You glanced back at the two doors. The display on one of the door’s corresponding [RED] showed [ENGAGED], naturally. Only moments before, Santa had passed through it along with June, a golden revolver pressed to her temple and unmistakable fear in her every feature. Ace and Lotus had been forced to accompany them in order to open the door. The other door was usable, certainly, but there was no way that any combination among your small group would work.
The rest of you had been left here to die.
It was a mere observation, without any feelings attached to it. You had long since stopped feeling emotion. Had given up the hope of ever escaping this place after one look at Snake’s body. So, really, you didn’t particularly care that you were going to die. It felt like an inevitability. You were already dead inside anyway.
You didn’t care when Junpei approached the intricately-designed coffin. You didn’t care when he started muttering to himself and inputting a password, because really, what difference did it make? That wouldn’t help them get out of there, and Snake would still be gone, so what was the point in trying?
Of course, everything changed when you caught sight of what was inside the coffin.
Right before your eyes, Snake sat up, looking dazed and paler than usual but otherwise completely fine. You just stood there, frozen, not unlike the first time you had seen him.
Clover had run up to the coffin and hugged Snake tight, tears in her eyes, and though he seemed confused he indulged her. He wrapped his arms tightly around her in an embrace that, despite yourself, you couldn’t help but feel jealous of.
The initial shock of seeing Snake again had mostly worn off, and you found yourself fighting back tears of your own. You didn’t know how it had happened, how it was possible, but Snake was alive.
Feeling began to flood through your veins once more, and you took a shuddering breath.
Even while Snake was telling his story, and the others were informing him of everything that had happened in his absence, you weren’t focussed on any of it. You should have been worrying about the how’s and why’s of it all, but you were still just kind of…numb.
You didn’t even notice Snake sending curious glances your way as the group of five explored what was behind the remaining  door.
It wasn’t until you had reached the library and the two of you were alone that he voiced his thoughts.
“Cloud, you’ve been awfully quiet. Is something the matter?”
You still weren’t entirely used to hearing his voice again, and you were too busy choking back a sob to answer. Of course, that also meant you were too distracted to notice when Snake silently made his way over to you and rested a hand on your shoulder. Yet another parallel to your first encounter.
“You do not need to hold back in front of me,” he said softly, and when you turned his face was directly in front of yours. “You were upset when I disappeared, weren’t you? Just as upset as Clover was, I’m sure.” He paused. “But you do not need to be sad any longer. I’m here now, and I am not going anywhere. So please do not cry.”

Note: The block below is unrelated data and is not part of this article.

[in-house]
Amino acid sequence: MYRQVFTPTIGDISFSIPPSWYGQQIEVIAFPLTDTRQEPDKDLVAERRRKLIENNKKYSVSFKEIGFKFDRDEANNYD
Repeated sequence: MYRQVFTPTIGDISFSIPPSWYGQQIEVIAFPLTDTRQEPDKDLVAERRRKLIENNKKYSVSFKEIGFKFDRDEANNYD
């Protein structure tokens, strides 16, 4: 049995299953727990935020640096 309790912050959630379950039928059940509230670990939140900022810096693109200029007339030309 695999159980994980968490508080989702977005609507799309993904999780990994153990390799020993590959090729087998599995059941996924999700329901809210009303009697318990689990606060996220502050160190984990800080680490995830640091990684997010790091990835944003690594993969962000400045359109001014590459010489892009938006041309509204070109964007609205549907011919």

How did he know you were crying? And that it was about him?
You trembled slightly at his words, and hoped he couldn’t feel it. But of course he did.
Tentatively, he wrapped his arms around you. When you made no sign of protest, he drew you in closer and reached a hand up to your hair, smoothing it away from your face.
You took a shuddering breath and relaxed into the touch. It was so nice to have Snake this close, to be held in his arms, to have him stroking your hair softly and whispering sweet words in your ear…
You actually were floating on cloud nine right then. It was so nice that you almost didn’t register his next words.
“Cloud,” he whispered, breath fanning out directly over your ear, “are you in love with me?”
For a moment, you forgot to breathe. How did he know that? Even you hadn’t realised that you loved Snake until this very moment, until he put it into words.
Now everything was ruined. There was no way he returned your feelings. No more talks, no more fleeting touches to your hand or shoulder whenever he passed by, no more Snake. He had just come back from the grave, and now you were losing him again. He probably thought you were an idiot for falling in love so easily.
With a self-deprecating laugh, you backed out of his arms and tried your best to put the shattered fragments of yourself back together. It failed.
“I don’t know how you do it, Snake,” you murmured, but you knew he heard it. “For someone who’s always in the dark, how is it that you can always see so much?”
“I do not need the gift of sight to see the woman I love.”
The woman he… Oh. Oh.
Before you knew it you were back in his arms and your face was tilted up to his, and the moment was as close to pure happiness as you had ever felt.
“That, of course, is you,” he breathed against your lips before capturing them in his.
It was pure bliss.
You took the opportunity to do what you had always wanted to, to run your fingers through that beautiful silver hair—and, yes, it was every bit as soft and inviting as you had imagined it to be.
At that moment, you were living up to your namesake. You truly were on cloud nine.